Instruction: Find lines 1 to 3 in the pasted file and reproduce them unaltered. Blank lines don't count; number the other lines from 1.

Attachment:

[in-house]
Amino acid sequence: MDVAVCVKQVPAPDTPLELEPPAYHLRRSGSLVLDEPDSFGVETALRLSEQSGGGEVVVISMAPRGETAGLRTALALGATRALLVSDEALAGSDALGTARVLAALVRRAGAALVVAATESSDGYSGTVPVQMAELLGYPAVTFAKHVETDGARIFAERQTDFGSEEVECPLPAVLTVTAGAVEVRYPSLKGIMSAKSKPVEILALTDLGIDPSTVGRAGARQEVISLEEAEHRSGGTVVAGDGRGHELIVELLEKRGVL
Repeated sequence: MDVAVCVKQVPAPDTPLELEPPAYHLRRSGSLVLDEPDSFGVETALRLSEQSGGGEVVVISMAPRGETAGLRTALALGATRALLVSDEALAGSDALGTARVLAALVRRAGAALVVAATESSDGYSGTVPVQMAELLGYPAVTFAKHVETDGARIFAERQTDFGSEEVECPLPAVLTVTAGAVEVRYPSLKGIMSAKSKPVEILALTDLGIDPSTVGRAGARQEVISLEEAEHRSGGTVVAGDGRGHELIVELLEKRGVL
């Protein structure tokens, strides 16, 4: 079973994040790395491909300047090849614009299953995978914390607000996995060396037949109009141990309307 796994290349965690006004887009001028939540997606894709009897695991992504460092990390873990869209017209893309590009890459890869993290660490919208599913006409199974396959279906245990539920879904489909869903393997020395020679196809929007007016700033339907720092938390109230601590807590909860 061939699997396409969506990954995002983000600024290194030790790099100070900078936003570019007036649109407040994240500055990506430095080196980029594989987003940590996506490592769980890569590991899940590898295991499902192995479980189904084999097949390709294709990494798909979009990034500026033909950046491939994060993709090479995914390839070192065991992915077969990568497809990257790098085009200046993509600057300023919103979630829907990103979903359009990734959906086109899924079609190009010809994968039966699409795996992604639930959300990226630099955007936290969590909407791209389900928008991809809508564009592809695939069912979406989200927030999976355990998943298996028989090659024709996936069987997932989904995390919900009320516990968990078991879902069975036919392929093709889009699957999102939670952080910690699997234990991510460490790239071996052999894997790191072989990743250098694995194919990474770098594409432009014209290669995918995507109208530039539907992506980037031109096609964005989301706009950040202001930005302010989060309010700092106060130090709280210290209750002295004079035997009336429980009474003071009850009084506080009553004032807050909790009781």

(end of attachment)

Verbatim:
[in-house]
Amino acid sequence: MDVAVCVKQVPAPDTPLELEPPAYHLRRSGSLVLDEPDSFGVETALRLSEQSGGGEVVVISMAPRGETAGLRTALALGATRALLVSDEALAGSDALGTARVLAALVRRAGAALVVAATESSDGYSGTVPVQMAELLGYPAVTFAKHVETDGARIFAERQTDFGSEEVECPLPAVLTVTAGAVEVRYPSLKGIMSAKSKPVEILALTDLGIDPSTVGRAGARQEVISLEEAEHRSGGTVVAGDGRGHELIVELLEKRGVL
Repeated sequence: MDVAVCVKQVPAPDTPLELEPPAYHLRRSGSLVLDEPDSFGVETALRLSEQSGGGEVVVISMAPRGETAGLRTALALGATRALLVSDEALAGSDALGTARVLAALVRRAGAALVVAATESSDGYSGTVPVQMAELLGYPAVTFAKHVETDGARIFAERQTDFGSEEVECPLPAVLTVTAGAVEVRYPSLKGIMSAKSKPVEILALTDLGIDPSTVGRAGARQEVISLEEAEHRSGGTVVAGDGRGHELIVELLEKRGVL